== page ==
Davidson says the Arctic has not quite reached the heat of a Florida summer, “but we’re getting there”. Sea ice, he says, is thin but is saved for now by clouds that form as a result of evaporation from contact between the ice and warming air. “They’re the only thing that’s preventing it from disappearing every summer,” he said.
For now 2012 holds the record for the lowest level of September minimum sea ice. Each year since, that record low is approached. Last winter, Davidson says, sea ice was “amazingly thin” in Resolute Bay. Warm air from Pacific cyclones is warming the region, even in darkness. Instead of temperatures of minus 40 for weeks on end, it’s minus 25.
“The winters used to be bitter cold and amazingly brutal, now they are brutal at times,” he said.
The life of an Arctic atmospheric scientist, living with and among the Inuit, comes with strange customs. Davidson carries a sword to work, an accessory to fend off wolverines and more so polar bears, though he has little faith in this line of protection. “I’ve been lucky,” he said. “I think I’d lose the fight.”
Relations between Inuit communities and the modern world are less intrusive and more cooperative, Davidson says. He points out that Erebus and Terror, the two British exploratory warships lost in 1848 under the command of John Franklin, would probably never have been found without local knowledge and cooperation.
“The core of that tragedy, of course, was the failure to understand the local people. Franklin regarded his culture as superior and that’s what killed him,” Davidson said.
But disputes endure.
Earlier this year, protests erupted in Pond Inlet over plans to expand the Mary River iron ore mine. Representatives for the Inuit community said an expansion would damage caribou, seal and narwhal. More than 1,000 miles east, in Greenland, the government aligned with mining interests lost national elections to the Inuit Ataqatigiit party, which opposed the expansion of rare earth mineral mining.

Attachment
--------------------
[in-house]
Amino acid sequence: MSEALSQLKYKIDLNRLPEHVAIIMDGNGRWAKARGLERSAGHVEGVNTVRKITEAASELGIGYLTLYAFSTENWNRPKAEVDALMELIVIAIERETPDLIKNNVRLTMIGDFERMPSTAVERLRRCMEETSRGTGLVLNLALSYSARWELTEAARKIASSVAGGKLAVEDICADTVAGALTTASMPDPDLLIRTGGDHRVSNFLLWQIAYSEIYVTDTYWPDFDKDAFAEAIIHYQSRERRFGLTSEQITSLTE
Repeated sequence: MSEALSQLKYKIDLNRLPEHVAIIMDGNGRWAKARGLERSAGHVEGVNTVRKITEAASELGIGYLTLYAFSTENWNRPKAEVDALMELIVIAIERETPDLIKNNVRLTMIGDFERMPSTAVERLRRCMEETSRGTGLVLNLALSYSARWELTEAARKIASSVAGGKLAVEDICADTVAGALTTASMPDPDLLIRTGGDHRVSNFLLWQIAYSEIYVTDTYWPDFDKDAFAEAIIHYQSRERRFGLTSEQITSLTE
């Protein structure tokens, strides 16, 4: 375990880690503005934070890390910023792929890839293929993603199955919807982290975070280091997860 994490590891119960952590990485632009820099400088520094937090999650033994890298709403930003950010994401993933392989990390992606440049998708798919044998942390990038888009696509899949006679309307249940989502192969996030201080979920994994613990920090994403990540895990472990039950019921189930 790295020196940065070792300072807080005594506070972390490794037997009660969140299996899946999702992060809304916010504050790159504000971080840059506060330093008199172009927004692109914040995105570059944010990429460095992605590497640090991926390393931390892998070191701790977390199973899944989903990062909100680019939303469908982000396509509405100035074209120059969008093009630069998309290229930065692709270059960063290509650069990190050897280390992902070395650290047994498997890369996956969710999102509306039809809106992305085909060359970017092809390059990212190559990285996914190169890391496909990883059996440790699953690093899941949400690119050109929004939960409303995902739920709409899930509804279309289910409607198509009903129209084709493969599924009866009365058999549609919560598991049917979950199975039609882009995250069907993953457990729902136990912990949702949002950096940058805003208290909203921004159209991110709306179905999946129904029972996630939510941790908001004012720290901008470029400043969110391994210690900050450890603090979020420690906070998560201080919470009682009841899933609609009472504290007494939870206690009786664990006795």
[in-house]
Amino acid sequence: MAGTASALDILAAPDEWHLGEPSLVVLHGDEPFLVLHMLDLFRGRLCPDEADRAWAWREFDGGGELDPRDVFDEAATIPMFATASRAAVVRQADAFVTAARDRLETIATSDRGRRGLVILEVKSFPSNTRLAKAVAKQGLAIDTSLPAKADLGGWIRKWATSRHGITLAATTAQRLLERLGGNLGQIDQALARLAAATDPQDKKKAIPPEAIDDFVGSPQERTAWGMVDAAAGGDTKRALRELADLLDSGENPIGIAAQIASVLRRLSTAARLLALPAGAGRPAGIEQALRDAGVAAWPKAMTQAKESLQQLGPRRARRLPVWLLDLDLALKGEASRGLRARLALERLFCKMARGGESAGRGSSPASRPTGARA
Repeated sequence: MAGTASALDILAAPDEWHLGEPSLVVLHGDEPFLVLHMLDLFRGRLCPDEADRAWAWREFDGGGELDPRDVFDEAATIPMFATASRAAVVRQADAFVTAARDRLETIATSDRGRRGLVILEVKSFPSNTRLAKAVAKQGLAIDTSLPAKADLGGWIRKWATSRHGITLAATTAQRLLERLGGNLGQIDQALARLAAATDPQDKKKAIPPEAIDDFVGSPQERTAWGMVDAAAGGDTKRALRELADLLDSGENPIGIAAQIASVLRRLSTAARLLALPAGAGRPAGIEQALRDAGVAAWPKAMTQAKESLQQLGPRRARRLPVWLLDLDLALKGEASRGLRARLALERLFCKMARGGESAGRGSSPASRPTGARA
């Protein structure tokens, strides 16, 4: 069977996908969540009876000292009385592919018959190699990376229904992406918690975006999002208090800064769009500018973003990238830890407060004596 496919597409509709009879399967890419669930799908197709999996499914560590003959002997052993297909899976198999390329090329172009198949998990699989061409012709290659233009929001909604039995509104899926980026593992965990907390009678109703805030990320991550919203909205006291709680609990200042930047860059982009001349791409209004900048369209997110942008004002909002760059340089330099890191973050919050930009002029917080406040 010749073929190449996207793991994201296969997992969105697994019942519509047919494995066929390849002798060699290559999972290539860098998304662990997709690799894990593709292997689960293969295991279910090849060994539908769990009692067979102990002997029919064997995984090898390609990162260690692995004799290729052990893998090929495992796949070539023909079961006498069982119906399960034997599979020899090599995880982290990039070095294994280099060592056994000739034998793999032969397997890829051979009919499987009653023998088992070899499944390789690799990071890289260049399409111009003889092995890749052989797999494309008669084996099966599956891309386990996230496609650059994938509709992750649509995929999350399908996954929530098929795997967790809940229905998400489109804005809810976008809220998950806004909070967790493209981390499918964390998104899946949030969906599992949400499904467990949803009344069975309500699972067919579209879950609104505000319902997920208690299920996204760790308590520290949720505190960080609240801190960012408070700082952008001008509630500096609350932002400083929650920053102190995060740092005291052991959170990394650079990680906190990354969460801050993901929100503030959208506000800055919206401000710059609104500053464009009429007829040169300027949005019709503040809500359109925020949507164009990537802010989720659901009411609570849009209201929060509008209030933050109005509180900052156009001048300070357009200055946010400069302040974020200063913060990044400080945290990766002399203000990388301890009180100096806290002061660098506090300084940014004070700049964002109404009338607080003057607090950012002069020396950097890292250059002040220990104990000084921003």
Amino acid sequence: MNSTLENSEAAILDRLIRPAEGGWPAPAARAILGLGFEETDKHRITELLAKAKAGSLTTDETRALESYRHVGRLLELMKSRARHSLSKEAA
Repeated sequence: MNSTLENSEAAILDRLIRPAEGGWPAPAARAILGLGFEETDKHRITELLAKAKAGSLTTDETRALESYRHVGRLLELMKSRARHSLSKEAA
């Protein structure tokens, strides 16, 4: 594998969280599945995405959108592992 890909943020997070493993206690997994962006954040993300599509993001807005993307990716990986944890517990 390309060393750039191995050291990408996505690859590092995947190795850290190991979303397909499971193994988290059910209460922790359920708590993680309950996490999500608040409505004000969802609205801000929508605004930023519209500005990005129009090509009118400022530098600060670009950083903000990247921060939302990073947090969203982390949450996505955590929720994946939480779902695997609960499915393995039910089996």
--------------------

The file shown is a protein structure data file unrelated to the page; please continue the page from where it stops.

Davidson says the biggest natural-world story is the encroachment of killer whales that are coming up to hunt beluga and narwhal. This, too, may be a result of thin ice – the whales are usually averse to bumping their large dorsal fins. For now, their prey are relatively protected from being trapped in the inlets and fjords by pack ice clogging the channels.
If that ice disappears, the beluga and narwhal may find themselves more exposed. In all these things, Davidson says, the Arctic is now a transitional, not permanent, world. “It’s an illusion of sorts. The pack ice is either going to go on or go out completely. But there’s no chance it’s going back to cold. Everything is warming.”
Of course, this is not something that affects the far north alone. Less temperature contrast between the tropics and Arctic creates a weaker and less persistent jet stream, which creates stagnant weather systems. Consequently, heatwaves and rains become more intense; floods and fires are the result – as we have seen this summer from Oregon to Greece to Germany to Russia.
These outcomes, Davidson says, are nothing short of tragedy, as the rest of the world catches up with what northerners have been feeling for years.
“We were used to a certain climate world and now we’re going to have to get used to something else. The world down south is trying to manage its own disasters, while the world in the north has been getting the rough end of it.”
The two may now be converging.